Signs of albinism involve skin, hair, eye color, and vision.
Skin and hair
Albinism results in white hair and light-colored skin compared with siblings. Skin pigmentation and hair color can vary from white to brown.
To exposure to the sun, some may develop:
- Sunburn and the inability to tan
- Moles, with or without pigment
- Large freckle-like spots (lentigines)
For some people, skin pigmentation never changes.
- Poor eyesight – either long-sightedness or short-sightedness, and low vision
- Astigmatism – where the cornea is not perfectly curved or abnormally shaped, causing blurred vision
- Photophobia – eyes are sensitive to light
- Squint – the eyes point in different directions
Melanocyte cells are responsible for melanin production.
Mutation in one of these cells causes albinism. Different types of albinism can emerge, based mainly on which gene mutation caused the disorder. The mutation may result in no melanin or a significantly reduced amount.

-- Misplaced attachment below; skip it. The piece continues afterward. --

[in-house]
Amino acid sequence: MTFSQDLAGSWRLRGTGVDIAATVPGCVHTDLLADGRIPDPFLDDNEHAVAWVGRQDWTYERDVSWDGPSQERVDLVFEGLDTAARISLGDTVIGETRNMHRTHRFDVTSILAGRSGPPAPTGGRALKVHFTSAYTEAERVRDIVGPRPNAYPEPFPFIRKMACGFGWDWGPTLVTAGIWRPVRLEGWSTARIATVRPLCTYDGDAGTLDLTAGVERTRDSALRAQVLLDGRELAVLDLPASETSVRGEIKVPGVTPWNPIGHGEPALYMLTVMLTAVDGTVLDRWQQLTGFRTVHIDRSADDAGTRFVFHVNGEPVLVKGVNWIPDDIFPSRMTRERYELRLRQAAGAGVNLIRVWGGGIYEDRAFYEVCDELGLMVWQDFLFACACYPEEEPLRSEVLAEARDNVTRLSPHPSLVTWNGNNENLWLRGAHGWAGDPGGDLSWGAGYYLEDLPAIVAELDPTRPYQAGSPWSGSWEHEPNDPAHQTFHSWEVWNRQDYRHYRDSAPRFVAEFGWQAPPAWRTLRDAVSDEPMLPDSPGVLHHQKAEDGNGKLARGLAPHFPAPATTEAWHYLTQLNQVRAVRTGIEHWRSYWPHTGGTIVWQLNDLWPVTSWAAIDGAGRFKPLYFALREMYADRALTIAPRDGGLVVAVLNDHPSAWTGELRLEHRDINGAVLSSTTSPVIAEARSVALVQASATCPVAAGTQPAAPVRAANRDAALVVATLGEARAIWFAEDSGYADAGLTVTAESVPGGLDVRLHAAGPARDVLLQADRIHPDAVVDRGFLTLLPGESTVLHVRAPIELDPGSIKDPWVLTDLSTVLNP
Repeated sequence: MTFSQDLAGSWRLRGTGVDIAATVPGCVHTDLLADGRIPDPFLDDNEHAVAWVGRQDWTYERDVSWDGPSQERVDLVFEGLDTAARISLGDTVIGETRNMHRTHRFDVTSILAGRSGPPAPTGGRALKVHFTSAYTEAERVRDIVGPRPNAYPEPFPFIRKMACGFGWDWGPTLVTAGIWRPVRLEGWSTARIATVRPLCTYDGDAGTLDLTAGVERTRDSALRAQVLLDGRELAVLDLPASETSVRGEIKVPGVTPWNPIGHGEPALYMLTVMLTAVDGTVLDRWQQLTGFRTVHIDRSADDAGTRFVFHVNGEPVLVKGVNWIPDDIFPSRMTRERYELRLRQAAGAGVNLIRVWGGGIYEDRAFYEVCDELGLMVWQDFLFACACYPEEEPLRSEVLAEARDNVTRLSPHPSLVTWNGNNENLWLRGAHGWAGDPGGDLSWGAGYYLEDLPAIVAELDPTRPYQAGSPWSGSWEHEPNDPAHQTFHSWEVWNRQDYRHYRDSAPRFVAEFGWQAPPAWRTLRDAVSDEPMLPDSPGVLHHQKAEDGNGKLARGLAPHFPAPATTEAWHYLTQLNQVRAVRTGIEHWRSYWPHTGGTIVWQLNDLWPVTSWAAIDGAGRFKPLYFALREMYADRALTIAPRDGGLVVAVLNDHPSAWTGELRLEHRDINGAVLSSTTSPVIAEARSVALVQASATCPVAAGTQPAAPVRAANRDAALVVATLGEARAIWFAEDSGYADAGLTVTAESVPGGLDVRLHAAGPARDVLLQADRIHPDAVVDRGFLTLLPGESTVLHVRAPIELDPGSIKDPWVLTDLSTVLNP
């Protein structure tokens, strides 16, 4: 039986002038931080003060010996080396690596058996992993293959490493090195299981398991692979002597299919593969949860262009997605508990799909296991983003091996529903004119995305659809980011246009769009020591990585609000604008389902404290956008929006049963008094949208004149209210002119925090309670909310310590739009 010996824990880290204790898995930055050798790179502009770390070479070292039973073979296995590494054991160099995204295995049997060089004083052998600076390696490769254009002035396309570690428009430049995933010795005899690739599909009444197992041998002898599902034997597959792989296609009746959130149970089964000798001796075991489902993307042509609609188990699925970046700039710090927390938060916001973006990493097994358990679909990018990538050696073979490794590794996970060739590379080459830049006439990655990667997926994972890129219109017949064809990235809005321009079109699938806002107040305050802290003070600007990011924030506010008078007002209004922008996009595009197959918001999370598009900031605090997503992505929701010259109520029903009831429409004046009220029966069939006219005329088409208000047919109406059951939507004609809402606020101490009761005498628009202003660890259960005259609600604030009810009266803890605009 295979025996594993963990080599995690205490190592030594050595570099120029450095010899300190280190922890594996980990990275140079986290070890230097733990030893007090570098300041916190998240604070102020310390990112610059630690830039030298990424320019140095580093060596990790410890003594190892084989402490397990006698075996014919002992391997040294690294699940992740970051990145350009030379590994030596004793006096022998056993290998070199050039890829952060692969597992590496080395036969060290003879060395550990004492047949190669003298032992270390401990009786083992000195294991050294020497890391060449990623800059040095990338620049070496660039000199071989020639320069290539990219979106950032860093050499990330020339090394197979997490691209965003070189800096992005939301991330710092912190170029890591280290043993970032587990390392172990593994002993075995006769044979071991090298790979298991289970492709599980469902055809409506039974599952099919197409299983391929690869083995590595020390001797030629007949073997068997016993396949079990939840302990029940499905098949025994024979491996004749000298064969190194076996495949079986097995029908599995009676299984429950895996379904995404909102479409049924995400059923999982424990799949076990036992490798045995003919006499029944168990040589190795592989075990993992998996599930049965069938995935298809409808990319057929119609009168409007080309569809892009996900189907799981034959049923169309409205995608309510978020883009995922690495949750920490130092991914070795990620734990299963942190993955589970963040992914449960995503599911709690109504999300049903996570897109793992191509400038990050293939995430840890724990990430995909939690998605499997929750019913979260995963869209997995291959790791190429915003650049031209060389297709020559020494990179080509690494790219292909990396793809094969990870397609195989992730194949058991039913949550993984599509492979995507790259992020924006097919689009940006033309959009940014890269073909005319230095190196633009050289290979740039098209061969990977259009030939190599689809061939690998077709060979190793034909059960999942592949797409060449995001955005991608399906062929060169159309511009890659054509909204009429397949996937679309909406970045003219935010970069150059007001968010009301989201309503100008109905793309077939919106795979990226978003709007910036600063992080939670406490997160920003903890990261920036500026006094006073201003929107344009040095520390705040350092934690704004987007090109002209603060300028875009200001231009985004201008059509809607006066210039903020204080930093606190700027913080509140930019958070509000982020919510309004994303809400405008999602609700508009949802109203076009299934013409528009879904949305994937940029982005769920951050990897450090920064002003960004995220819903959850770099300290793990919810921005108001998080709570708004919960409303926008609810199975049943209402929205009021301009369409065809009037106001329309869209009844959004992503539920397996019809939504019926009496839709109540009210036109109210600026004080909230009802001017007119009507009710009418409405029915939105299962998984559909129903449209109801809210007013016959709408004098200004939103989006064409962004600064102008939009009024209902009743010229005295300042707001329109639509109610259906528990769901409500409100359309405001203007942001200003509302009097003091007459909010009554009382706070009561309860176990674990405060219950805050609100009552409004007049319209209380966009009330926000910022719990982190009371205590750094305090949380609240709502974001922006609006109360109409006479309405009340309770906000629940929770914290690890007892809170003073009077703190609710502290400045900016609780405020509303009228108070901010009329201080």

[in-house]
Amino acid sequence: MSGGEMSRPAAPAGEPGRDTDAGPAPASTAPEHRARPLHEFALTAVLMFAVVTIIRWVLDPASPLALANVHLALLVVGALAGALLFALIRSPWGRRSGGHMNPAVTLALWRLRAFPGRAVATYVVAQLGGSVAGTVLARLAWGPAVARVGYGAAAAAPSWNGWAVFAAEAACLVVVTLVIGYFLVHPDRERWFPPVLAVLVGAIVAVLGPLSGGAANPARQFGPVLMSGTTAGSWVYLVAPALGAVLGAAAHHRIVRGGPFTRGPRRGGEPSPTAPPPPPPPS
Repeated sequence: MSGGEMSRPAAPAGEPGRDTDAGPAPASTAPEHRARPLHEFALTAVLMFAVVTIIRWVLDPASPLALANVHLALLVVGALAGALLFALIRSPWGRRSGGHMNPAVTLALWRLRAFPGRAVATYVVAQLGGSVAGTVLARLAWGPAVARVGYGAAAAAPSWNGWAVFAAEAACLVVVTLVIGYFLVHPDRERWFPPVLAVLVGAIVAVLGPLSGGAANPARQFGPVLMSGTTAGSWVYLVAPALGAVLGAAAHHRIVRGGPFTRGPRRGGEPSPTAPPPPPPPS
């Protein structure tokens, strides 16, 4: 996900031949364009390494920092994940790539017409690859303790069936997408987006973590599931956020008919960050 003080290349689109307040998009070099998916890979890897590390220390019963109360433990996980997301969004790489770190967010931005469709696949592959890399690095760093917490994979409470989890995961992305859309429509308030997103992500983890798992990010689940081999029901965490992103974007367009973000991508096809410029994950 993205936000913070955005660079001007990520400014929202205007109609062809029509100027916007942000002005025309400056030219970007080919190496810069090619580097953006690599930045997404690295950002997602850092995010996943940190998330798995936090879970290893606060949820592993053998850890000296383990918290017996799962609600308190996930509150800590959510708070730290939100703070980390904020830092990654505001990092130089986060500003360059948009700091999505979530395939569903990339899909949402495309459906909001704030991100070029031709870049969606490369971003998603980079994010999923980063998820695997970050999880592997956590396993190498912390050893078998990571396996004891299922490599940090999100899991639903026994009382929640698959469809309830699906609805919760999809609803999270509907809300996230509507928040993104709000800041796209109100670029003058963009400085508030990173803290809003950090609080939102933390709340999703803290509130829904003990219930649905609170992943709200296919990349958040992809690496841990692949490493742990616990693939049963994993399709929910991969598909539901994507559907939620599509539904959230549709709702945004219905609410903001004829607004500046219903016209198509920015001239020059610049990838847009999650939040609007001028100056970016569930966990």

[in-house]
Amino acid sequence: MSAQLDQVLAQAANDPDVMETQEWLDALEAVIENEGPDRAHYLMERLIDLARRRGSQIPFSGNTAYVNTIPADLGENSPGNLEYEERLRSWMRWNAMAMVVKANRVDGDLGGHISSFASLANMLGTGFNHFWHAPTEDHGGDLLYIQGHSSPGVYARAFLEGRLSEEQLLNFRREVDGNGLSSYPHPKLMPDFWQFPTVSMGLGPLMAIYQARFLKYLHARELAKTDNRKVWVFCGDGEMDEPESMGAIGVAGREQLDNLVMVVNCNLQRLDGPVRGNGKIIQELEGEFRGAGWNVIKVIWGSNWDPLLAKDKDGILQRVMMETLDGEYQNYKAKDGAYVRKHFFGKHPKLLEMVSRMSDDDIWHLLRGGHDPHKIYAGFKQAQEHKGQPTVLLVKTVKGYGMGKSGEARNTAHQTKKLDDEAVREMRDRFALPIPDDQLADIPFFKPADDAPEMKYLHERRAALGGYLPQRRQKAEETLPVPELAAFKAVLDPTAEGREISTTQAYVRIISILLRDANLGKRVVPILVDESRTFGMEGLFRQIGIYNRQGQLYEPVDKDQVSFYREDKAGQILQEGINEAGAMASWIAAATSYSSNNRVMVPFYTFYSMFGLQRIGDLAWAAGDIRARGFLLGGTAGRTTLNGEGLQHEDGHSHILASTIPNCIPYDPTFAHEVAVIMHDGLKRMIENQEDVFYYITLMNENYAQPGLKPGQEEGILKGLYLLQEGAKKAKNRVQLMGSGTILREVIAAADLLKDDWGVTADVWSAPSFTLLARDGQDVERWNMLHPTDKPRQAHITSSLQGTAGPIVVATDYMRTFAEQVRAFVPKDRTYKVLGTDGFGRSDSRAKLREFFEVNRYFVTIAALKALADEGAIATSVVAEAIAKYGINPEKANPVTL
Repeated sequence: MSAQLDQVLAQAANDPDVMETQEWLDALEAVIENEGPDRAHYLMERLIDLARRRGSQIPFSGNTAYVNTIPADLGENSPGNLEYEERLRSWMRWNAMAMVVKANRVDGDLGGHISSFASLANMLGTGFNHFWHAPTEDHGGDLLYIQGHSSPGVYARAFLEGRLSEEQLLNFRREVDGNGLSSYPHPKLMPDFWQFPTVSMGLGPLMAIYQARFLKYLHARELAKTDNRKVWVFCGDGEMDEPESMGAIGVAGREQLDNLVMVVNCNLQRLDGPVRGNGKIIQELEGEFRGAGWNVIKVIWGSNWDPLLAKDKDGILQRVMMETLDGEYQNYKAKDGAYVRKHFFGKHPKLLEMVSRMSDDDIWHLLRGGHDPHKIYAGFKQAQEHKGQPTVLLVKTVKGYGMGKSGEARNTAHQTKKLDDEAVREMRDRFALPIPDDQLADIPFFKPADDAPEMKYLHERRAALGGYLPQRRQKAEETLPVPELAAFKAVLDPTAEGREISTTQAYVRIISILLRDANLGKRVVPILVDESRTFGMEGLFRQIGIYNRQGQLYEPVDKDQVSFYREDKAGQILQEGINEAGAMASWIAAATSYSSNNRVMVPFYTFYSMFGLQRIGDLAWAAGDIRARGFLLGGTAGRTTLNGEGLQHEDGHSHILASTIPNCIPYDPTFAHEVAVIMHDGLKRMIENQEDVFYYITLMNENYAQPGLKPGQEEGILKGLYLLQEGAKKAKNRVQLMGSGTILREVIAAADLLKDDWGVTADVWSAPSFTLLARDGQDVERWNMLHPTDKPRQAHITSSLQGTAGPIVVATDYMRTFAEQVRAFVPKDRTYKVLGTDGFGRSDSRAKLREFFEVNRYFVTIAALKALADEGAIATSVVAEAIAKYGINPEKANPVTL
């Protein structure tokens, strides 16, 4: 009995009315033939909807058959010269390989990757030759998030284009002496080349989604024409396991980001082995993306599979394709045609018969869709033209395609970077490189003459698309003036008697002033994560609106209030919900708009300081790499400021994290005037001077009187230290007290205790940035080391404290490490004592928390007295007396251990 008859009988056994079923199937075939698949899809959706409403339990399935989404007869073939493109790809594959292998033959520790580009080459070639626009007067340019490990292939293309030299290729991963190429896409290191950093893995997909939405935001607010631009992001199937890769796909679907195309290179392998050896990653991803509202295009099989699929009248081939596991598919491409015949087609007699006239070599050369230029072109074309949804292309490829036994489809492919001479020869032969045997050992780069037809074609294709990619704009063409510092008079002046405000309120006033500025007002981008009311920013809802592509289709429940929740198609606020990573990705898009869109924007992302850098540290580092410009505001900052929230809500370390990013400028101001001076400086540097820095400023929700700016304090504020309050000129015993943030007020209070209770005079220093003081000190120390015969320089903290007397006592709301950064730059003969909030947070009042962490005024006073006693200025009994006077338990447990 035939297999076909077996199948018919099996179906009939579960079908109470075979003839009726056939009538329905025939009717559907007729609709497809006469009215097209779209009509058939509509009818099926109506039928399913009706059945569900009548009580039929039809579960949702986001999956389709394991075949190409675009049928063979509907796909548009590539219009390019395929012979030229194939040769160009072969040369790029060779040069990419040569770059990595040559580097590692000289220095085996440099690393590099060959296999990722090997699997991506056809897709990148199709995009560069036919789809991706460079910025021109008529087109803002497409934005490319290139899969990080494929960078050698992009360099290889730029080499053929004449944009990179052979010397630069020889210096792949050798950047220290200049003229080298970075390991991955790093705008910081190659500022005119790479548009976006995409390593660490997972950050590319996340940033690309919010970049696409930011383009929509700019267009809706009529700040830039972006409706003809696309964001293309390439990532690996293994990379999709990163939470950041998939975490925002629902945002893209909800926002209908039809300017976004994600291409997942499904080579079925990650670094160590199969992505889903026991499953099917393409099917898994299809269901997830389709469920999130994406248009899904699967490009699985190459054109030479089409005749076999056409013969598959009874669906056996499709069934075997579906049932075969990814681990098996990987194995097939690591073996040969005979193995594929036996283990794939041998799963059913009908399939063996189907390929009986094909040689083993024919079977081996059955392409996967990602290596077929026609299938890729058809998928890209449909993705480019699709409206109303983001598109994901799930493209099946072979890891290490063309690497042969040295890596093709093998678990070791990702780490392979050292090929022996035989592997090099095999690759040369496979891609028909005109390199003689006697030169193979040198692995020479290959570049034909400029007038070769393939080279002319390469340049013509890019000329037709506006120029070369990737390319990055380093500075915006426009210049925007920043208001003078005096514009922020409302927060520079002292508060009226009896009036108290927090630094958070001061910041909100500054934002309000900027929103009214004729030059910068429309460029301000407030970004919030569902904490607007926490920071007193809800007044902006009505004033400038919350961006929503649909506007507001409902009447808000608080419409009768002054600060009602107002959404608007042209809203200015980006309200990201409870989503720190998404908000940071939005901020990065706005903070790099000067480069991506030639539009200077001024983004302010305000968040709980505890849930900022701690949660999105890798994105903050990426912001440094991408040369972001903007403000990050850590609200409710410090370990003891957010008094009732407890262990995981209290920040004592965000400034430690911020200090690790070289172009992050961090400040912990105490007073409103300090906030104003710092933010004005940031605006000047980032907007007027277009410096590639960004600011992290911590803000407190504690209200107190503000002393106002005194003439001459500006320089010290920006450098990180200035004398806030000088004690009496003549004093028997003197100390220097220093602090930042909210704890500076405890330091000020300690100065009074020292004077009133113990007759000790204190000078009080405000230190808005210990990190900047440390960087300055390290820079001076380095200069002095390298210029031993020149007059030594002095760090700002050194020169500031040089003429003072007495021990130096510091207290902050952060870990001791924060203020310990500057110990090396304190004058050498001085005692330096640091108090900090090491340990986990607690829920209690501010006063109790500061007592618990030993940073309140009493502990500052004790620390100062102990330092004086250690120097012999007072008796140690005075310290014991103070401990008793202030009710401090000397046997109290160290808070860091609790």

How the genes are inherited and affected classifies the type of albinism.
- Oculocutaneous albinism (OCA) is the common type of albinism, causing decreased pigment in the skin, hair, and eyes, leading to vision problems
- Ocular albinism – specified to the eyes, provokes vision problems. Ocular albinism occurs almost exclusively in males
- Albinism to rare hereditary syndromes
Albinism can enclose skin, eye complications, and social and emotional challenges.
Difficulties with vision can affect learning, employment, and driving ability.
People with albinism possess skin sensitivity to sun exposure; sunburn is one of the most severe complications because it raises the risk of skin cancer and sun damage relating to the thickening of the skin.
Social and emotional challenges
Some with albinism may experience discrimination. Other people’s reactions to those with albinism can often hurt people with the condition.
Reviewed by – Dr. Priyanka, MBBS MD
Page last reviewed: 04 October 2022